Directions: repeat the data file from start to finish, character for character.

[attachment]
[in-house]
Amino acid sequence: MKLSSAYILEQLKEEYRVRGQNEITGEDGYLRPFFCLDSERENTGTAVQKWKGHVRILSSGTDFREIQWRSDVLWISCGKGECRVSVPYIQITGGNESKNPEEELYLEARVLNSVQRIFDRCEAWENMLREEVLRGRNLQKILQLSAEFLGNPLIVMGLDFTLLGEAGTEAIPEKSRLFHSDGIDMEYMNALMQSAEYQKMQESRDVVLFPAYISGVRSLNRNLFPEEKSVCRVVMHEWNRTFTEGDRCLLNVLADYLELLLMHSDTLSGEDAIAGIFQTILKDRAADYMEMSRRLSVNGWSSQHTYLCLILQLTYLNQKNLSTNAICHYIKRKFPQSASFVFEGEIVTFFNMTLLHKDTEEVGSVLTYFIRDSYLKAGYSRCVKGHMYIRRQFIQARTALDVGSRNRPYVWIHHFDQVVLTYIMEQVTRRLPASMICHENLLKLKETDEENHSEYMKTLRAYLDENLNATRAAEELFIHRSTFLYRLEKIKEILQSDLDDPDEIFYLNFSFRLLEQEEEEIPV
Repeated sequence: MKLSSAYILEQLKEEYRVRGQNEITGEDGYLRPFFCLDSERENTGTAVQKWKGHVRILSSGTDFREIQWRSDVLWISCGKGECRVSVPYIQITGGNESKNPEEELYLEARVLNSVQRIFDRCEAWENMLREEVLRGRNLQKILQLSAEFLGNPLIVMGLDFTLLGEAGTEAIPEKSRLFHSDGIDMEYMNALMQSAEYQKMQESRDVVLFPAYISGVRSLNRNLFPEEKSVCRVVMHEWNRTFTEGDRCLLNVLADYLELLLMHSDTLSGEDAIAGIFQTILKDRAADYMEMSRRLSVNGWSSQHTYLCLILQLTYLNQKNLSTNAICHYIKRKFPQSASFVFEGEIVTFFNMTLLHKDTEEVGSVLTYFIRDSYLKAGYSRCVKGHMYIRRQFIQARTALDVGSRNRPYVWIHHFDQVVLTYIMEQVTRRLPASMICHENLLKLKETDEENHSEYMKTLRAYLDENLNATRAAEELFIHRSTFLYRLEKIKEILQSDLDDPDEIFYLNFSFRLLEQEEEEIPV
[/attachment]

[in-house]
Amino acid sequence: MKLSSAYILEQLKEEYRVRGQNEITGEDGYLRPFFCLDSERENTGTAVQKWKGHVRILSSGTDFREIQWRSDVLWISCGKGECRVSVPYIQITGGNESKNPEEELYLEARVLNSVQRIFDRCEAWENMLREEVLRGRNLQKILQLSAEFLGNPLIVMGLDFTLLGEAGTEAIPEKSRLFHSDGIDMEYMNALMQSAEYQKMQESRDVVLFPAYISGVRSLNRNLFPEEKSVCRVVMHEWNRTFTEGDRCLLNVLADYLELLLMHSDTLSGEDAIAGIFQTILKDRAADYMEMSRRLSVNGWSSQHTYLCLILQLTYLNQKNLSTNAICHYIKRKFPQSASFVFEGEIVTFFNMTLLHKDTEEVGSVLTYFIRDSYLKAGYSRCVKGHMYIRRQFIQARTALDVGSRNRPYVWIHHFDQVVLTYIMEQVTRRLPASMICHENLLKLKETDEENHSEYMKTLRAYLDENLNATRAAEELFIHRSTFLYRLEKIKEILQSDLDDPDEIFYLNFSFRLLEQEEEEIPV
Repeated sequence: MKLSSAYILEQLKEEYRVRGQNEITGEDGYLRPFFCLDSERENTGTAVQKWKGHVRILSSGTDFREIQWRSDVLWISCGKGECRVSVPYIQITGGNESKNPEEELYLEARVLNSVQRIFDRCEAWENMLREEVLRGRNLQKILQLSAEFLGNPLIVMGLDFTLLGEAGTEAIPEKSRLFHSDGIDMEYMNALMQSAEYQKMQESRDVVLFPAYISGVRSLNRNLFPEEKSVCRVVMHEWNRTFTEGDRCLLNVLADYLELLLMHSDTLSGEDAIAGIFQTILKDRAADYMEMSRRLSVNGWSSQHTYLCLILQLTYLNQKNLSTNAICHYIKRKFPQSASFVFEGEIVTFFNMTLLHKDTEEVGSVLTYFIRDSYLKAGYSRCVKGHMYIRRQFIQARTALDVGSRNRPYVWIHHFDQVVLTYIMEQVTRRLPASMICHENLLKLKETDEENHSEYMKTLRAYLDENLNATRAAEELFIHRSTFLYRLEKIKEILQSDLDDPDEIFYLNFSFRLLEQEEEEIPV